Follow her work here

Follow Shaiyaa on Instagram @piercingsandpineapples


S.Losina is a Ghanaian born creative hailing from Nima.

His love for art from a young age forged his creativity and during a stage performance after high school, was discovered by one of Ghana’s renowned movie directors, Abu Idi.

The director helped him gain a scholarship at Ghallywood Academy of film acting where he studied acting, writing, and voice training, to master his craft.

As a poet, he draws inspiration from his surroundings and utilizes pidgin often in his works.

Not limiting his talent to only poetry, he has also starred in movies with well-known Ghanaian Actors such as Umar Krupp just to name a few.

Follow him on Instagram @s.losina

4 Shege Reasons: Eye Red – MiCheck review


4 Shege Reasons: Eye Red Album Art, Front

The image I am starting at screams of “Akira” at a distance. It seems the 1988 Neo-Tokyo, cyberpunk anime served as inspiration for the latest project by Ghanaian spoken word artist, WhoIsDeydzi.

I see no drawings of motorcycles and biker gangs in the artwork so I may be wrong about the anime connection but the artwork screams of concepts foreign to what one is used to in the realm of Ghanaian poetry.

4 Shege Reasons: Eye Red Album Art, Back

The cover art continues to the back section which details the tracklist and reveals a Morpheus look-alike holding a red and blue pill in both palms.

This looks like the missing or bonus material in the “Animatrix” collection. I guess the Wachowski brothers movie, “The Matrix”, is rather the inspiration and not “Akira”.

(The Matrix is however said to be inspired by Akira so I guess there is some connection)

Eye Red, is an ambitious artistic project about politics, religion, and finding oneself. WhoIsDeydzi is heavily vulnerable in the body of work and truly uses his art to express his questions, frustrations, and will to persevere with pidgin, poetry, and real-life conversations.

From the prelude, listeners are offered a glimpse into the mind of the young poet. The journey starts off hopeful, gradually turns dark, and finally, into a scream for help to understand oneself.

The album shines with creativity, features, classic hip-hop beats, and rap that get you bumping and nodding internally.

The content is relevant and colorful. Pidgin, punchlines, and bluntness are sprinkled with swear words to paint the reality in which the artist views the world and country in which he resides.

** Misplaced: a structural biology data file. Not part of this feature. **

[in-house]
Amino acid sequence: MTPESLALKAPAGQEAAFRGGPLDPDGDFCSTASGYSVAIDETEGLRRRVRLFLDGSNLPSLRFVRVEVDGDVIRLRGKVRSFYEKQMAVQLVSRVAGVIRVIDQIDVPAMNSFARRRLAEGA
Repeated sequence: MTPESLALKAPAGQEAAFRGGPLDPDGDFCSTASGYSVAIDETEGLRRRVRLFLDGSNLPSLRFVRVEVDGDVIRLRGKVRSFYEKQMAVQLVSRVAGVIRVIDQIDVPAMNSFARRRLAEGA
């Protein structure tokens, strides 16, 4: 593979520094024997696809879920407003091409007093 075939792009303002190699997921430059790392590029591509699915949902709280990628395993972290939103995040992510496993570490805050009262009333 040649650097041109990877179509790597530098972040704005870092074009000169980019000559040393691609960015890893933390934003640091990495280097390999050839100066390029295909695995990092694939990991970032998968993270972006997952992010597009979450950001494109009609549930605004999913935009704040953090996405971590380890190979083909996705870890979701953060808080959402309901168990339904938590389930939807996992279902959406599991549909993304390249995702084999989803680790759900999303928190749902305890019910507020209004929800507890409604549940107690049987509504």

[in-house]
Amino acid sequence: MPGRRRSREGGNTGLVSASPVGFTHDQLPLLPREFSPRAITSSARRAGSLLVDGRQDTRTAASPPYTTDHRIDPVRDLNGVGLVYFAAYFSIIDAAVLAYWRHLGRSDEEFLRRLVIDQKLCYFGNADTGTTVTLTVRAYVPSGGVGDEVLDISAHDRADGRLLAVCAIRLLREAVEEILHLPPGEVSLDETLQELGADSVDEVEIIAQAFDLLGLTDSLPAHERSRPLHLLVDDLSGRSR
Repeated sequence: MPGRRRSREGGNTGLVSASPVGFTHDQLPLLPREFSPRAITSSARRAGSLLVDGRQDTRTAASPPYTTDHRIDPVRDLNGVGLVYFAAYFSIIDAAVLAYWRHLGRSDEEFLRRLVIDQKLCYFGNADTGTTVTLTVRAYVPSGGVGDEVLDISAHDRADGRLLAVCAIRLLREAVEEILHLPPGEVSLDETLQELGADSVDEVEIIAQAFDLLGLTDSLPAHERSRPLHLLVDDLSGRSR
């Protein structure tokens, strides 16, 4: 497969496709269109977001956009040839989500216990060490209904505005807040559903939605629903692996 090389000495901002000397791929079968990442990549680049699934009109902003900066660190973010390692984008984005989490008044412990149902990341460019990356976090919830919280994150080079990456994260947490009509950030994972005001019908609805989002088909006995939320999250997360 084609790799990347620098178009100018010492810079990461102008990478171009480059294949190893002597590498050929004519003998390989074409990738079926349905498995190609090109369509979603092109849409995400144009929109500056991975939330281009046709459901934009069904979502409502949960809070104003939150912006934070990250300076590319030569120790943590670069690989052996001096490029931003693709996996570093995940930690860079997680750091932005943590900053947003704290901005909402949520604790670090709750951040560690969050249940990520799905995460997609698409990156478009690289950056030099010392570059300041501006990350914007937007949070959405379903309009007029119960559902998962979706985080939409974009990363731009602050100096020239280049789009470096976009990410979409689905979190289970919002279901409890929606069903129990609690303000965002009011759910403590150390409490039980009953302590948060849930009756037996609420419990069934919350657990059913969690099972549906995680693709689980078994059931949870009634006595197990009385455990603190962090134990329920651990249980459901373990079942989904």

If you love wordplay, there is enough imagery to consume your senses. There is also a nice balance of skits, poetry, and music to complete the scenery of WhoIsDeydzi’s version of the matrix.

The album however is nineteen tracks long and can be summarized as an amalgamation of about three EP’s.

The track arrangement could easily be split three ways into themes of struggle, religion & politics. Identity is the common denominator amongst the three.

The tracks are unique, though, in certain instances, it feels one is listening to a remix or alternate version of certain tracks.

There is a clear repetition of ideas and themes which tend to drag the project towards the end. Thus one listens waiting for something new to be said and is left slightly disappointed.

Disappointed not because the track is unfulfilling but because the track order has exposed the listener to the artist’s greatness and ingenuity; leaving one expectant of something fresh.

Despite these negatives, the project clearly has the makings of a classic. The concept is crisp and truthful; addressing and incorporating the current social climate and everyday questions and struggles that Ghanaians face.

The features on this project are awesome compliments to the poetry by the main artist.

KariJay on the track “Hometeam” breaks the monotony of the project and injects a youthful vibrance to the album. Her lyrics of hope despite the pullbacks of life create an anthem that anyone riding on a mantra of ‘by all means necessary’ will jubilate to.

(This is my favorite track due to the optimistic sentiments by Karijay in the chorus.)

Blaqad on “Pray for Me” lends his voice to the chorus like an essential color of thread in a kente fabric being woven. His presence is a layer of truth and a reminder of the songs that life sings to us every day.

4 Shege Reasons, is a bold submission in the creative space. I believe it will have a good reception and provide lessons to the artist in his upcoming projects.

WhoIsDeydzi is just getting started and I can’t wait to see how the world receives this epic, and hunger for what is next.

Welcome to the Ghanaian Pidgin Matrix.

4 Shege Reasons: Eye Red, comes out on Monday 6th July, 2020.

Click to listen to stream or buy the album.

Written by Hondred Percent

Dodzi Korsi Aveh, known in creative circles as WhoIsDeydzi, is a Ghanaian creative who tells stories through, spoken word poetry, hip-hop, theatre, film, and paint.

He also works as an educator and advocate for Pan Africanism, mental health, and the environment.

He is regarded as an eccentric performer that has captivated audiences through numerous thrilling performances across the genres he expresses himself in.

Dodzi uses his art to speak out on things he is passionate about as his own way of campaigning for social change.

Follow WhoIsDeydzi

Facebook: @whoisdeydzi

Twitter: @whoisdeydzi

Instagram: @whoisdeydzi

YouTube: @whoisdeydzi

Why Am I A Christian ?

I love comics, manga, anime, video games and basically anything that has to do with animation and superheroes (This includes Star Wars)

As a man living in Ghana one would think this would have been left behind in high school or university. Rather I patronize these things with a passion and love that my sons are learning about my super hero characters and Dragon Ball Z.